condensation, Vaporization: evaporation and boiling
2. Vaporization: two types
a. Evaporation- surface vaporization only
b. Boiling – vaporization at and below the surface of the liquid.
Chapter 7: Characteristics of waves
a. What are waves?
i. Wave – a disturbance that transfers energy from place to place.
ii. Medium – the material thru which a wave passes
iii. Mechanical wave – a wave that requires a medium to travel through. Examples
include sound waves and earthquake seismic waves
iv. Waves travel trough the medium without actually moving the medium with it.
Basically the medium stays put while the wave moves some distance
b. What causes waves?
i. A source of energy causes a medium to vibrate: a pebble dropped into a pond causes a
circular wave to generate away from the point the pebble strikes the water.
c. Types of waves: three main types that are classified according to how they move – transverse,
longitudinal and surface waves
i. Transverse Waves: waves that move the medium at right angles to the direction in
which the waves are traveling. Examples include a rope attached to a door and moved
up and down, transverse waves have a crest and a trough
ii. Longitudinal Waves: move particles parallel to the direction the wave is moving,
“push-pull” waves. These waves have compressions and rarefactions. Example: slinky
iii. Surface waves are combinations of both transverse and longitudinal waves.
d. Properties of Waves – 4 basic properties: amplitude, wavelength, frequency and speed
i. Amplitude – in a transverse wave – the height away from the “rest” position. The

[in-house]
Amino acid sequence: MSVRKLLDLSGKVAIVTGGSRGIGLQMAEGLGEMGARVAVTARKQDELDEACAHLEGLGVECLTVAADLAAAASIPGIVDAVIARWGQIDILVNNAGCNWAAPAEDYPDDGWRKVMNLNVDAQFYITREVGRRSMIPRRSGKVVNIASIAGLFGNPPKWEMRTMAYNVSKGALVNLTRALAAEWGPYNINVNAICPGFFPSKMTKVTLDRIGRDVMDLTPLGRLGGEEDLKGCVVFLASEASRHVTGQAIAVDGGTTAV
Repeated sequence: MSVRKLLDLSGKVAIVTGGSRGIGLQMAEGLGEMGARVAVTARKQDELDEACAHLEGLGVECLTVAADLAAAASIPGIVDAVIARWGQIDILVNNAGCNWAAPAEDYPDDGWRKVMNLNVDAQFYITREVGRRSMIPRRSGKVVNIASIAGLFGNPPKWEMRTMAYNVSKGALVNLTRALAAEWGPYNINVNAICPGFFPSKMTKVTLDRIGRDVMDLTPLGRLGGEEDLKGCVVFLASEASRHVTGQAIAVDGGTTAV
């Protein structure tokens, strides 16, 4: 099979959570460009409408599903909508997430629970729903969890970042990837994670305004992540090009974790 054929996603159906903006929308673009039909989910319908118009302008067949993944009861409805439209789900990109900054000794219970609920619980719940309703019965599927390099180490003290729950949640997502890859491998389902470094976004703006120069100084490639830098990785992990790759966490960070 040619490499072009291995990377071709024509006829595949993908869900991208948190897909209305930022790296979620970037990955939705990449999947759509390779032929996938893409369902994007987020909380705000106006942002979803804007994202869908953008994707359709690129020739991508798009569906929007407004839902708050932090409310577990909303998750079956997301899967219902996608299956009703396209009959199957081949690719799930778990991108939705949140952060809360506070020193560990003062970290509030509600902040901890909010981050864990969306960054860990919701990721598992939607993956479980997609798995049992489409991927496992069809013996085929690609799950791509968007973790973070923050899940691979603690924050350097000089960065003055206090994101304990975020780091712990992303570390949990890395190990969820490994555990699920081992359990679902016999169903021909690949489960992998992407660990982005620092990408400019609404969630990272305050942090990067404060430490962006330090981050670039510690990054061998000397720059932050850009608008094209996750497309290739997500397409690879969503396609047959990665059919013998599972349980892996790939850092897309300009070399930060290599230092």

amplitude in a longitudinal wave is the measure of how compressed or rarefied the
medium becomes.
ii. Wavelength – the distance between two corresponding parts of a wave.
iii. Frequency – the number of complete waves that pass a given point in a certain period
of time. Frequency is measured in HERTZ, one Hz is a wave that occurs once every
second.
iv. Speed = wavelength x frequency
v. Wavelength = speed / Frequency
vi. Frequency = speed / Wavelength
e. Interactions of waves
i. Reflection – Bounce back wave
Page 2 of 5
III.
1. Angle of incidence is the angle of the wave coming into the object reflecting
the wave.
2. Angle of Reflection is the angle bouncing off and going away from the object.
ii. Refraction – The bending of a wave due to the wave moving from one type of medium
into another.
iii. Diffraction – Wave passing a barrier or going through a hole in a barrier bends and
causes the wave to wrap around the barrier
iv. Interference – when two or more waves meet, they interact. This interaction is called
interference.
1. Constructive interference – the combining of waves to cause higher amplitude
of any of the original waves.
2. Destructive Interference – when the combining of the waves produce a new
wave with a smaller amplitude than the beginning waves
v. Standing waves – the combining of the incoming and reflected wave so that the
resultant appears to be standing still
1. node – the point where Constructive Interference and Destructive Interference
cause an amplitude of zero on the standing wave.
2. antinode – the point where Constructive Interference and Destructive
Interference of a standing wave are represented by the crest and the trough.
3. Resonance – the point where vibrations traveling thru and object matches the
natural vibrations of an object.
a. Ie an opera singer hitting a note and shattering a crystal glass.
f. Seismic Waves – waves caused by the release of energy due to earthquakes composed of P
primary waves, S secondary waves and the surface waves